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Helping My Child Break the Grip of Anxiety


If you asked any parent if they want their child to experience anxiety, they would say no. But anxiety isn’t always bad. Healthy anxiety leads us to take positive actions in response to real danger. It makes us drive safely, pay our taxes, and achieve work goals on time. It is unhealthy anxiety that is a problem. Unhealthy anxiety leads us to negative paralysis or panic in response to imaginary danger. That is the kind of anxiety we don’t want our children to experience, the kind that cripples them with fear, worry, or stress. So, how can you as a parent help your child benefit from healthy anxiety while breaking free from the grip of unhealthy anxiety? Here are some tips:


Teach Them to Manage Their Anxiety

The natural instinct of every parent is to shield their children from things that stress them and make them anxious. But trying to eliminate anxiety from your child’s life will do more harm than good. Even if it was possible, a child who grows up without challenges, stresses, obstacles, worries, fears, etc. would be like a chick taken out of its shell without struggling to break free itself. It will be weak. Healthy chicks break out of their own shells. And healthy children are the ones who struggle with their anxiety, learn to tolerate it, and function in spite of it.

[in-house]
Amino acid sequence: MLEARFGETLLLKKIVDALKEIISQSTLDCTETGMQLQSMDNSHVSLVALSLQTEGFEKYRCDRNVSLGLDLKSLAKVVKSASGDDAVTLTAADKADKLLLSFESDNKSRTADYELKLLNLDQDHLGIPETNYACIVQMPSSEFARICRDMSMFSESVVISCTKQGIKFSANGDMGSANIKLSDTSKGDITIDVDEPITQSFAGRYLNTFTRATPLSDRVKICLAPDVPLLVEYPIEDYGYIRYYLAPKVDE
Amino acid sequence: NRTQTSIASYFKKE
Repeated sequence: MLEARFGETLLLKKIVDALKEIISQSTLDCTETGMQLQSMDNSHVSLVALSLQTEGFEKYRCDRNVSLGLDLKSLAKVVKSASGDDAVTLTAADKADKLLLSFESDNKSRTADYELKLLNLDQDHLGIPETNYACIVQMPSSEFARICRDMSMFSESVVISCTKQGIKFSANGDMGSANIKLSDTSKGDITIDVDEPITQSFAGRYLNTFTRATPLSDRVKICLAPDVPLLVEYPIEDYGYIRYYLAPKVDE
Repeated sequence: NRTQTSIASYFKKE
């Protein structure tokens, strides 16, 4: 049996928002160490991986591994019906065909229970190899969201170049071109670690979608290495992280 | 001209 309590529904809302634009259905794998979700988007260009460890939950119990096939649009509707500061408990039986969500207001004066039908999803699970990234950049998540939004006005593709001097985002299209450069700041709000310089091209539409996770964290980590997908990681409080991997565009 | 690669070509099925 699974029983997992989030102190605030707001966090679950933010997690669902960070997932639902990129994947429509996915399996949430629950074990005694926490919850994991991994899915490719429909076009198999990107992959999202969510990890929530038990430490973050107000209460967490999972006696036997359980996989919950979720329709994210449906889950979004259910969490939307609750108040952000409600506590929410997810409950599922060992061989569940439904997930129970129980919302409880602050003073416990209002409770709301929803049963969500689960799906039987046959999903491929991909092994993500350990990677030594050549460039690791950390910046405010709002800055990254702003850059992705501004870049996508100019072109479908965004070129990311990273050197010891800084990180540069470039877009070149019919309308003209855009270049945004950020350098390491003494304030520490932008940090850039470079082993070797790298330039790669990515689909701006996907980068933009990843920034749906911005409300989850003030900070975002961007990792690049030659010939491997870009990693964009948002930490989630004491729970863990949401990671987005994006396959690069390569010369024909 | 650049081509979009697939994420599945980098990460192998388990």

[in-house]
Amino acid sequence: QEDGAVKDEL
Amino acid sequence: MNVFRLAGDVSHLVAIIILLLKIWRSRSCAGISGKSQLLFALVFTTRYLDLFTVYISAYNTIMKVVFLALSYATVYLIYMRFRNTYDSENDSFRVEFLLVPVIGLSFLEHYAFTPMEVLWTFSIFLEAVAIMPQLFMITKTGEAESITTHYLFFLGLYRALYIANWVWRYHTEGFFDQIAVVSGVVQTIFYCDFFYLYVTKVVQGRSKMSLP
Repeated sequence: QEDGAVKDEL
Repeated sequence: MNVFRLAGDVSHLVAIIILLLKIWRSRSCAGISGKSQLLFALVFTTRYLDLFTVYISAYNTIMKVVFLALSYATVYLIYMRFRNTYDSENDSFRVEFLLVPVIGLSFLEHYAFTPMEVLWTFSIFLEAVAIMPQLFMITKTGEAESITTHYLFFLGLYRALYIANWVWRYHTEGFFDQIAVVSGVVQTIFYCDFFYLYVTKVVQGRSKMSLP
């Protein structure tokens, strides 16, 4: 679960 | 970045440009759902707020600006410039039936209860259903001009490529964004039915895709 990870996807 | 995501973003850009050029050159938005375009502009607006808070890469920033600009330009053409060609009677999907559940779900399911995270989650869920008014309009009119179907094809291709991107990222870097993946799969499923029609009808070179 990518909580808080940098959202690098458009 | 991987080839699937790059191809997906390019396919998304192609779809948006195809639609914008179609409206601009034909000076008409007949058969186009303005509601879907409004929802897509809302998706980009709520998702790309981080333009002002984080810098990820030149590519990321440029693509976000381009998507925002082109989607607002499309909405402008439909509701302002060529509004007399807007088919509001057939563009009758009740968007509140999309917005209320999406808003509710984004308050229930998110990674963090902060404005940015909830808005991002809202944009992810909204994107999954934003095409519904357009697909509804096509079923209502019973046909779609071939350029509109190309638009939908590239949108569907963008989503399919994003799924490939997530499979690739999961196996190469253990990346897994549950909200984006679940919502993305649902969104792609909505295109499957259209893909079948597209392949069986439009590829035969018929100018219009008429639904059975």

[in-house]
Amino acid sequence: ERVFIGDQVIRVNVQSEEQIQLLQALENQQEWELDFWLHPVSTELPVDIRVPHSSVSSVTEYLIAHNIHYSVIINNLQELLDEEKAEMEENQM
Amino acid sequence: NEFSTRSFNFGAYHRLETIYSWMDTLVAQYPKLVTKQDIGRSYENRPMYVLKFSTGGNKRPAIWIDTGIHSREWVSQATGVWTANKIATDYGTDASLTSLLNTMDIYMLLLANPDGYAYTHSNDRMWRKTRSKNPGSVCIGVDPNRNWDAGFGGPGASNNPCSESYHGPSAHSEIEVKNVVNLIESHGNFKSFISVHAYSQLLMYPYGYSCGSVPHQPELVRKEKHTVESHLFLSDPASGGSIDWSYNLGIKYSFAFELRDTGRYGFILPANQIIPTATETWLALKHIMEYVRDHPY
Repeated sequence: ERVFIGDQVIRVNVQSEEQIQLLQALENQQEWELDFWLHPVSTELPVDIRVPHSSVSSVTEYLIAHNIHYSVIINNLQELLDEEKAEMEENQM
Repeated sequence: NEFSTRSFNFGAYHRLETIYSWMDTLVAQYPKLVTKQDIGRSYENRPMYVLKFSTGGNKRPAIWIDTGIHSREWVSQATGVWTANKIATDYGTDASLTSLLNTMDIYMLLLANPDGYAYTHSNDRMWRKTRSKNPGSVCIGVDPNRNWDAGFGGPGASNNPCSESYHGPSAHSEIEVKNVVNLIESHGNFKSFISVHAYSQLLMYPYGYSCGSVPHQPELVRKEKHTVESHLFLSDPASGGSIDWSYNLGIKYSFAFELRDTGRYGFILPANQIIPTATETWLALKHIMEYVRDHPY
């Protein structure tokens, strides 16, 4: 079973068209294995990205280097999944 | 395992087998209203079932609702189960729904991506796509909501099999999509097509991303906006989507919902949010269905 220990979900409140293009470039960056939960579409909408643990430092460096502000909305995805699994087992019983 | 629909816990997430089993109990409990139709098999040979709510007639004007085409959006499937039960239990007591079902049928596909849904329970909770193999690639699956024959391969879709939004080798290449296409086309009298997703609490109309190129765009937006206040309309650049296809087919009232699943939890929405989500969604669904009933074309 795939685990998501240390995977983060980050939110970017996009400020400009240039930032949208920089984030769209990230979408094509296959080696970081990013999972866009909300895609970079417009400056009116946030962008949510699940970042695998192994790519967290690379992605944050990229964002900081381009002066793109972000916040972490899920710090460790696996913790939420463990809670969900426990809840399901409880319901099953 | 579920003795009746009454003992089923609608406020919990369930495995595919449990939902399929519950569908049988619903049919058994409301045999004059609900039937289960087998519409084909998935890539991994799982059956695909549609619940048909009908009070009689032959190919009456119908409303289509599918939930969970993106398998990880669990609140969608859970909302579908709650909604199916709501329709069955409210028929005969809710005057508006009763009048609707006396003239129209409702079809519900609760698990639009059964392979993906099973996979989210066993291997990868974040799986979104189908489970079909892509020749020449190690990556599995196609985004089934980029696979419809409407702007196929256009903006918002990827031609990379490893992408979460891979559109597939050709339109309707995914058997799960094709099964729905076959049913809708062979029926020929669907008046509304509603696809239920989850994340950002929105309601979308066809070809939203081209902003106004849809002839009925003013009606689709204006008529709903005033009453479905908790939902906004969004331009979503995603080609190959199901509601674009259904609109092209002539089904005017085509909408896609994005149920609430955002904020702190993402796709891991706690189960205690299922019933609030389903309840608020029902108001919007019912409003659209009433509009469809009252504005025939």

The byproduct of a child’s struggle with their anxiety is that it decreases over time. But when parents step in and remove the stressors that trigger their child’s anxiety, even though they may feel better in the short term, it reinforces the anxiety in the long term so that the anxiety increases over time. If, when something upsets your child, you always swoop in and fix it, that will become their coping mechanism for life: “when I get upset, someone will rescue me.” That’s a terrible coping mechanism because someone won’t always rescue them and their anxiety will control them because they can’t cope. So, instead of trying to eliminate anxiety from your child’s life, help them learn to manage their anxiety and cope with it as best they can. They will be stronger for it.


Empathize, But Don’t Empower Their Anxiety


It is important that you validate your child’s feelings without empowering them. Let your child know that you hear them, that it’s okay, and they’re not alone. Say things like, “I know you are scared and that’s okay, I’m here and we’ll get through this.” Your child will find strength in that attachment bond with you. But validating feelings doesn’t mean agreeing with them. If your child is terrified about going to the dentist, that is a valid fear, but the last thing you want to do is empower that fear and make it stronger. So, listen and empathize, then encourage them to know that they can face that fear, and that you will face it with them.


A bit of practical advice at this point: don’t reinforce your child’s anxiety by naming it. Don’t ask things like, “Are you worried that you’re going to fail the math exam?” “Are you scared of getting that tooth filled at the dentist?” That just reinforces the worry or fear. Ask open-ended questions instead: “How do you feel about the math exam/dentist’s visit?” What you want to avoid is sending the signal to your child that this is something they should be worried about or afraid of. Don’t let them think that they’re right to be anxious/worried/fearful/panicked. That just feeds the anxiety and makes it stronger. Let them know they are heard, but empower them to know that they don’t have to feel the way they do.


Shorten The Anticipation